About the Book
About Suzuki Roshi
Shunryu Suzuki Lecture
Here is the verbatim, unedited, version of this lecture, carefully checked against a recently made archival copy of the original recording, a result of the work done at the SFZC by Bill Redican and others for the Shunryu Suzuki Lecture Archives Project or whatever it's called - under the sage leadership of Dean of Buddhist Studies, Michael Wenger.
There are two versions of this lecture - the verbatim and a minimally edited version. - DC
This is one of the last lectures that Shunryu Suzuki gave.
Footnotes may only appear in the edited versions. I just discovered that these formatted notes do not show when I download the files from MS Word to Front Page. They will be included in these light edited versions because they're inserted as text within the body of the lecture and not as formatted footnotes at the end. - DC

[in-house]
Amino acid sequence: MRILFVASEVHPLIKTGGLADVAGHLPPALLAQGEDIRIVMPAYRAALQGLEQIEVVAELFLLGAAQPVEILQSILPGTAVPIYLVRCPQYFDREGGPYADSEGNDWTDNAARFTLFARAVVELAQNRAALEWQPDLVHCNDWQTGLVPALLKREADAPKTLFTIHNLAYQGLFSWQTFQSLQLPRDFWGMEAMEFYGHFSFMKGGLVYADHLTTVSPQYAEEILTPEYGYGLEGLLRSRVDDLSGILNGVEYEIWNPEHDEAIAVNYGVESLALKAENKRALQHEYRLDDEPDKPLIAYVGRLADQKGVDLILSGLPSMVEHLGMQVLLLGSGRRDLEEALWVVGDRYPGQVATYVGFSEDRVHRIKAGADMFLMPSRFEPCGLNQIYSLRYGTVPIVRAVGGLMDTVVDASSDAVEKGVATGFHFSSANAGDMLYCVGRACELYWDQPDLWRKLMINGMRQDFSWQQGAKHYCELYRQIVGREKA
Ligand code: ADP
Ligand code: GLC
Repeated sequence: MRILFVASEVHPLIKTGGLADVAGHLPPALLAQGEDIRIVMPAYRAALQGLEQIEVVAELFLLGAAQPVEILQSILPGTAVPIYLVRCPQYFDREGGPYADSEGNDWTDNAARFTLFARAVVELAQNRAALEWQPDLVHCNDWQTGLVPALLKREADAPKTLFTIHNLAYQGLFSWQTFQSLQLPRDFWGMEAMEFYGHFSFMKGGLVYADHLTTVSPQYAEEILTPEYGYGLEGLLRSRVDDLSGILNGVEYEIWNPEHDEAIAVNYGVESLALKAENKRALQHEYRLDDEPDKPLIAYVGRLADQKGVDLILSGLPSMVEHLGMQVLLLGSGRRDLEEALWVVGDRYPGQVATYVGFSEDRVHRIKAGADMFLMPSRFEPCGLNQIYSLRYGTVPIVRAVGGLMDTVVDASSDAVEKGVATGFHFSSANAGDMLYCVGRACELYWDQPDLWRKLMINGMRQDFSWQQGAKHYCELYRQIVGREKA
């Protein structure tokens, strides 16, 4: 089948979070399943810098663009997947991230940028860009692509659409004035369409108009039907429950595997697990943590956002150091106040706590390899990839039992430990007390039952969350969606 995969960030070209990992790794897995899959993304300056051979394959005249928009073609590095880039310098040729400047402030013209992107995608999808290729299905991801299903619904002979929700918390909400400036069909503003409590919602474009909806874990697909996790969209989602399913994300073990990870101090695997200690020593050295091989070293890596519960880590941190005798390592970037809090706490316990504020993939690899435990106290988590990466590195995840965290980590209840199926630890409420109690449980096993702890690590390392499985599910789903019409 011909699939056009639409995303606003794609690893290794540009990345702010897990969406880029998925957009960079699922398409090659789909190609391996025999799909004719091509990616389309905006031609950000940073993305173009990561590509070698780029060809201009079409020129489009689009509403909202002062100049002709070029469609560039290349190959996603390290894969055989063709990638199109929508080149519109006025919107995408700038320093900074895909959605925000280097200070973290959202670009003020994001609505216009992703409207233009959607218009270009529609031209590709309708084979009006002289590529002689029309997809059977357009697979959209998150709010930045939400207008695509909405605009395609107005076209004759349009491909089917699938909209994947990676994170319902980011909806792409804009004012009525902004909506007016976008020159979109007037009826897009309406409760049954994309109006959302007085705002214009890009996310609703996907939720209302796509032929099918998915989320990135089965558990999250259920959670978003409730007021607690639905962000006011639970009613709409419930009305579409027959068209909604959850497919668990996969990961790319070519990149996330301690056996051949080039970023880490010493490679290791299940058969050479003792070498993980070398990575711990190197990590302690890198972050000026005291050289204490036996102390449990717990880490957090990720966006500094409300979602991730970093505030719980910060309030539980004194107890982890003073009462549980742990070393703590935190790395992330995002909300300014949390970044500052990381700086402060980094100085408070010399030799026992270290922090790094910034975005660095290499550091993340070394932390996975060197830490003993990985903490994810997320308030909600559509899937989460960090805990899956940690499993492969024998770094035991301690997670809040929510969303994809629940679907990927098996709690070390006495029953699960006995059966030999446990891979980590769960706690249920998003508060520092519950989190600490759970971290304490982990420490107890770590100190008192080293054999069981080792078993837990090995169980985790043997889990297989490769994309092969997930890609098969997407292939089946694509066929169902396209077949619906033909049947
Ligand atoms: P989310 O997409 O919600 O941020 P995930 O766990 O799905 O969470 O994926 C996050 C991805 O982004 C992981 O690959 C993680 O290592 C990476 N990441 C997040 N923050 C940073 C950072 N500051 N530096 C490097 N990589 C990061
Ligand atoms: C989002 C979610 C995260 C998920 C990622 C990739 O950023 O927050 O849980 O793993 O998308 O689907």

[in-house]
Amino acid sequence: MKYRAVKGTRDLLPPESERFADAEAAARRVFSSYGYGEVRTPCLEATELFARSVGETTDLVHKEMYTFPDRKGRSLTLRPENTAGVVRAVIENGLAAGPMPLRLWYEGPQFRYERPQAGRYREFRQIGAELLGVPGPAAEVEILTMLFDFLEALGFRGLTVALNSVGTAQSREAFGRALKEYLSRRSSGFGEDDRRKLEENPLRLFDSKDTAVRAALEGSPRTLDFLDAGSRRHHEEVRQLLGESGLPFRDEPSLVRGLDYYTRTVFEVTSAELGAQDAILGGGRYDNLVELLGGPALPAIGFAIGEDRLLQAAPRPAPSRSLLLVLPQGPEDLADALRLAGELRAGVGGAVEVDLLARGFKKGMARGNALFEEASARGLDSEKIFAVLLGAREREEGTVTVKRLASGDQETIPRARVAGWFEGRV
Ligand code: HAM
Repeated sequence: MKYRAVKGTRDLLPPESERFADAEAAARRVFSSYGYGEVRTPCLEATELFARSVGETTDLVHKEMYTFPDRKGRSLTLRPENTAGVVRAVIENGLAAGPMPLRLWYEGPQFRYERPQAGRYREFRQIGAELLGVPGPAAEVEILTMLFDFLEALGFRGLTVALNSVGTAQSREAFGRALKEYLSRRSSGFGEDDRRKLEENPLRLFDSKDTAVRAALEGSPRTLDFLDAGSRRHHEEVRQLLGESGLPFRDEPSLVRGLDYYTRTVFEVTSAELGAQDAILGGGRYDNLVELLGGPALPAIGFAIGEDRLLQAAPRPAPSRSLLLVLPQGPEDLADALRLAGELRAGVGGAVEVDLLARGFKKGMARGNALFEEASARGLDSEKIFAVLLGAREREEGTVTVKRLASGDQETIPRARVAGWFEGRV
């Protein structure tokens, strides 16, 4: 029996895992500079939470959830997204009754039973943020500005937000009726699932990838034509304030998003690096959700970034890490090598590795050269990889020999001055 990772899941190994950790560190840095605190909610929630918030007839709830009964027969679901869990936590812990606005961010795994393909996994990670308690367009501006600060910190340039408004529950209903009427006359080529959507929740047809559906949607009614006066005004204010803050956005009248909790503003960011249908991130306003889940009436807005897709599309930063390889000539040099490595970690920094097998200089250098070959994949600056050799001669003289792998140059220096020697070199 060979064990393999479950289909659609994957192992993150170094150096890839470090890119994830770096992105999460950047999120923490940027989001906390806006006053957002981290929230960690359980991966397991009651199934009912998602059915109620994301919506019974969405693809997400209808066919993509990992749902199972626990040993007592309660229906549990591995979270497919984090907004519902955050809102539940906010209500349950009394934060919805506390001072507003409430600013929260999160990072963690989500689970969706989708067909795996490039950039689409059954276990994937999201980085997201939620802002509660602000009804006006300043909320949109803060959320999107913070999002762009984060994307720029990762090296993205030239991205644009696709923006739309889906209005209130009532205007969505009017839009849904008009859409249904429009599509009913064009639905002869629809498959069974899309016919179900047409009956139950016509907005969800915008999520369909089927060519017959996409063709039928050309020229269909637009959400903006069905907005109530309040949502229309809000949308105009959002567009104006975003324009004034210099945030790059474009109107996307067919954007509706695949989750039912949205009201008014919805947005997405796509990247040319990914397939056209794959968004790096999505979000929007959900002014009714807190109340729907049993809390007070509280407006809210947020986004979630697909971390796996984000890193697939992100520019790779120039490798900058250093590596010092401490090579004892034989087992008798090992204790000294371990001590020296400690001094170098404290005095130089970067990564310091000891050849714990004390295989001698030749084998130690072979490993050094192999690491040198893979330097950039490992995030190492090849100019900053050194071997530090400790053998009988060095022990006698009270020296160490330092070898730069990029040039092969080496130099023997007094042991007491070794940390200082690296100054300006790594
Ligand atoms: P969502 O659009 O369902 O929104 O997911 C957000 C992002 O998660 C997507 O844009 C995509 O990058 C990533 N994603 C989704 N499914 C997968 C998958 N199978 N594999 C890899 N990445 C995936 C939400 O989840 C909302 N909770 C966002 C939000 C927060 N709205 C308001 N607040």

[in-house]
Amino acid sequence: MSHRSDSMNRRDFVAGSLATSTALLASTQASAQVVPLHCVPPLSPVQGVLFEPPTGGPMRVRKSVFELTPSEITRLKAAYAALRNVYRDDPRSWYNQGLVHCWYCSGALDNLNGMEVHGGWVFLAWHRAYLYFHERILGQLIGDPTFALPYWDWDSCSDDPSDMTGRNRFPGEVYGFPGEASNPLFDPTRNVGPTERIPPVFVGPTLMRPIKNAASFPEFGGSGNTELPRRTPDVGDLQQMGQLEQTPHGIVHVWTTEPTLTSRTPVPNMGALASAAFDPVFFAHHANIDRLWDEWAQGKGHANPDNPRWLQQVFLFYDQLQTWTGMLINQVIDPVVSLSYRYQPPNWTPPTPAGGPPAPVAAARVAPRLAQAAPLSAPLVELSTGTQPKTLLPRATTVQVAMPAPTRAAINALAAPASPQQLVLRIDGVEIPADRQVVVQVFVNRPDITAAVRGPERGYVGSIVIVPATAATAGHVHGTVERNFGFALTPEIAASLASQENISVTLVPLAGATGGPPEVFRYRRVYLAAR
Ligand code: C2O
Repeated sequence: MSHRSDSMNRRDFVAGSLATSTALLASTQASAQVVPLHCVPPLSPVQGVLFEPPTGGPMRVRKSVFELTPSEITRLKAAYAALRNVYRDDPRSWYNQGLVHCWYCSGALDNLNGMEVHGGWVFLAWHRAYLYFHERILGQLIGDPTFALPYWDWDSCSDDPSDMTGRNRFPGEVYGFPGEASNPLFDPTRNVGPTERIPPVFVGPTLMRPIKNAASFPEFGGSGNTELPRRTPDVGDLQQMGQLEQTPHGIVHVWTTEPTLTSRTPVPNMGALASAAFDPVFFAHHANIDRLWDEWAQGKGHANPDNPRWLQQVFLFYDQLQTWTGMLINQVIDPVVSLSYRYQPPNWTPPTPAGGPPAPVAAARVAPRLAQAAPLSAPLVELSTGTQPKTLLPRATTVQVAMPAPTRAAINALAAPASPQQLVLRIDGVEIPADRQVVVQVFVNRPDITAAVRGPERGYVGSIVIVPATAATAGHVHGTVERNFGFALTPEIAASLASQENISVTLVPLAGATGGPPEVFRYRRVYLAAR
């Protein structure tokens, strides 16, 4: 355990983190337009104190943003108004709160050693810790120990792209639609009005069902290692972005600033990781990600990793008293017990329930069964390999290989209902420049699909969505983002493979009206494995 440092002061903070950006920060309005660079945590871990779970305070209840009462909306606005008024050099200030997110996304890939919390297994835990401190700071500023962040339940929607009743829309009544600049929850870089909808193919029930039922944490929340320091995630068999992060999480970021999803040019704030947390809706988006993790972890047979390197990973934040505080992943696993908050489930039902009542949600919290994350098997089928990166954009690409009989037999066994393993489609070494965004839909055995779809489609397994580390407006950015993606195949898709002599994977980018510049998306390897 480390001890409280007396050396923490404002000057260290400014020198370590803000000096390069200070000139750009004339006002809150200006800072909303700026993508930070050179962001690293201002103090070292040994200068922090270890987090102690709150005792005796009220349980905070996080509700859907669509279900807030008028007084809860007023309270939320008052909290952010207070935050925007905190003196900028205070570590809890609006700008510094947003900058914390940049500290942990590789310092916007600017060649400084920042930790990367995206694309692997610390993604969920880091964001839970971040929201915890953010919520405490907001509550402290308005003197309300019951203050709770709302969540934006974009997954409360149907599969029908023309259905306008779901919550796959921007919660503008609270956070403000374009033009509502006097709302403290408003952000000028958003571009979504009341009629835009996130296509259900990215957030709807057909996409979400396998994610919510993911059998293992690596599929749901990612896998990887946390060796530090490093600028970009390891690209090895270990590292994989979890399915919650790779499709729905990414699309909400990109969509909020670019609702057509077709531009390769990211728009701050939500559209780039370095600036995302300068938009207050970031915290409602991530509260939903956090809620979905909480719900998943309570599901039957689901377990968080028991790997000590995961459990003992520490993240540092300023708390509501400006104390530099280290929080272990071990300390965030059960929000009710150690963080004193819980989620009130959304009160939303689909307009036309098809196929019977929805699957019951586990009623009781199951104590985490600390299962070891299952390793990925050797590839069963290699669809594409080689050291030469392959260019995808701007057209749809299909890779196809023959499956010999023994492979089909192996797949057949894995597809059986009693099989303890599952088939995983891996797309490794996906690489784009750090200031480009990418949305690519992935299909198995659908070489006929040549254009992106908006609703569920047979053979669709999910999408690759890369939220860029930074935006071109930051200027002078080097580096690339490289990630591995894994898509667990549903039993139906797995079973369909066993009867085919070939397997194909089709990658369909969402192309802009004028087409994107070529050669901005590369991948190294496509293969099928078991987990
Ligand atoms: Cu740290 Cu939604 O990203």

I want to discuss with you about, you know, how you study Zen. Zen is actually, in short, maybe, communication—communication—communication between your friend, and communication between your teacher and disciple—
Can you hear me? Oh.
—communication between teacher and disciple, and communication between we human being and our surrounding—communication between man and nature. This is, in short, Zen. To have perfect communication—wherever you are—to have perfect communication and you and the outside world.
Communication—if we say "communication," it looks like there is subject and object, but true—if you understand real relationship between each existence, it is originally one, and tentatively we understand in two ways—two duality—dualistic way, so it is quite natural for us to have perfect communication between each being, and why it is difficult to communicate with each other is because our mind is always in duality.